Originally Posted by Simon_Ivanov
What difficulties will we face?
Just think what it is like to sail in the North Atlantic at 57N in mid-winter - and it will be a bit worse because there is no gulf stream
to warm things up.
It will be cold and you will need a good heating
system and enough fuel
to be able to run it most of the time.
One thing to be aware of is condensation
I don't know the Hanse 545 very well. It appears to have cored decks but solid fiberglass hull
- is that correct? If so, you will have a lot of condensation
on the hull
insides - and should see what you can do about insulating them in some way - people use carpet or bubble wrap.
The frames of aluminum
ports and hatches also drip condensation. It is common to either screw very thin Plexiglas covers over the inside (I am not talking about storm covers on the outside) to create a 'heat trap' which eliminates the condensation. You can also use cling film and double sided tape - works well but does not look as nice.
The Hanse has a big rig - make sure you have deep reefs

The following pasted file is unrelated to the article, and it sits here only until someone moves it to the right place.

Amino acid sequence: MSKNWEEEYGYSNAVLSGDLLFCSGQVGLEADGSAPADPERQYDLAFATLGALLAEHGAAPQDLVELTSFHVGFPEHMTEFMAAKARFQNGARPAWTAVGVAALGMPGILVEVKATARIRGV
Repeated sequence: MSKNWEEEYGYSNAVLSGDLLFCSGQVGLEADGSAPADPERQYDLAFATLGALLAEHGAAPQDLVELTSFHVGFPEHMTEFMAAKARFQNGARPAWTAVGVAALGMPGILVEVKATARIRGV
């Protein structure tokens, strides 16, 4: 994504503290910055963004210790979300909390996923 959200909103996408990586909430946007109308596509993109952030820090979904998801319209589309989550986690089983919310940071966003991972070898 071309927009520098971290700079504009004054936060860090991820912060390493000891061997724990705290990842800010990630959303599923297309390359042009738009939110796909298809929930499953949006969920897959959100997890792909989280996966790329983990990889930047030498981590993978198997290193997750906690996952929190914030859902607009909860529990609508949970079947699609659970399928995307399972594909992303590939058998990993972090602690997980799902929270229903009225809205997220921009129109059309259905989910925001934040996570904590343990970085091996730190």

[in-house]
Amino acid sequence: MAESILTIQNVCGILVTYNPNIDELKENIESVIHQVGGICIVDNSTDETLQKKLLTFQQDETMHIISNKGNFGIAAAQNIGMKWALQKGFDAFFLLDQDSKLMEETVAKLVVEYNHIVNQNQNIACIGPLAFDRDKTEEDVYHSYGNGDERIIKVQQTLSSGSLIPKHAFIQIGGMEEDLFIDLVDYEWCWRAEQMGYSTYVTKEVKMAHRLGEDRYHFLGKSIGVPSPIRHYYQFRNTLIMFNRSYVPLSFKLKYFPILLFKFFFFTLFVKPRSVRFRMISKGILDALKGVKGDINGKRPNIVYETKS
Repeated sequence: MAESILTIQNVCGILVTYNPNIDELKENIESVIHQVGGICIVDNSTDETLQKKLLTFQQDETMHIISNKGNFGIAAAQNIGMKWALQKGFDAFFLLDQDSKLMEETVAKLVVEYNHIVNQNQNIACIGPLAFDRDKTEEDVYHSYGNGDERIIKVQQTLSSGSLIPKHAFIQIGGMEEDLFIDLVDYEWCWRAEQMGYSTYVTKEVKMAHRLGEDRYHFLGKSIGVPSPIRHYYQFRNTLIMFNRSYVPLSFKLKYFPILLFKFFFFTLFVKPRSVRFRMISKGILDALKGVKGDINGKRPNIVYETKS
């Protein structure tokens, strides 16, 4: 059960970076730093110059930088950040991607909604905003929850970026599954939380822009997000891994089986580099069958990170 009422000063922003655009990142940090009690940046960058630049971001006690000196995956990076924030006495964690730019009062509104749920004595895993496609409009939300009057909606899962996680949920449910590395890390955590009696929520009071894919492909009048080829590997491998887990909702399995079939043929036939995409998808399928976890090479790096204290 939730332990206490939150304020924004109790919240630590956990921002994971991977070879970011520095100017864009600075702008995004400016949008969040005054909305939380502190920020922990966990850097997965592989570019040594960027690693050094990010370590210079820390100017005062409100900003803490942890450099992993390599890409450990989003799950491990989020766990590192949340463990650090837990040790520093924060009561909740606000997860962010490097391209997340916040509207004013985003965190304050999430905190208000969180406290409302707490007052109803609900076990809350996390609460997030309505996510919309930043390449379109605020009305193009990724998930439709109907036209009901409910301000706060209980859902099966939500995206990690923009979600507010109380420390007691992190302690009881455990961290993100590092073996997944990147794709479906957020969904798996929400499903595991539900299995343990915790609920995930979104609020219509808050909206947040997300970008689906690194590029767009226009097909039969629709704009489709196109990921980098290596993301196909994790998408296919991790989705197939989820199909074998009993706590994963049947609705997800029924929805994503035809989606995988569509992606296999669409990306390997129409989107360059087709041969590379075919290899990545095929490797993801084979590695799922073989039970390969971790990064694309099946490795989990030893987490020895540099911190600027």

and some good storm sails.
Going west around the horn is going upwind. So, your sails need to be in excellent shape, including when reefed.
is going to be brutal without a good size dodger
, but a cloth/stainless tube one might well get crushed by waves. Most of the regular boats down there have hard dodgers or pilot houses.
You need warm clothing
. Real seaboots (not yachting boots). The regulars down own there wear Dunlop Purofort Thermo+. Drysuits are excellent and better than the normal yachting foulwether gear
(note all the volvo
guys are wearing drysuits in the tough conditions). Gloves are hard - there is not really any perfect solution, so you just need a couple different kinds. Everyone has a different favorite hat - just make it warm and mostly water resistant.
I suspect when you get to Ushuaia and talk to folks about the options, you will decide to go up the channels rather than going outside. If you do the channels you need a big anchor
and 4 100m floating shore lines and a kelp cutting knife (serrated stainless knife mounted on a long [pole to cut kelp off the anchor
chain). It you do the channels in the winter, a small stainless plate mounted at the bow waterline would help prevent ice damage to the hull.
It would be very helpful to have someone on boat who spoke a little Spanish.
It is certaintly possible, but I hope you and your crew are tough, as it will be an adventure.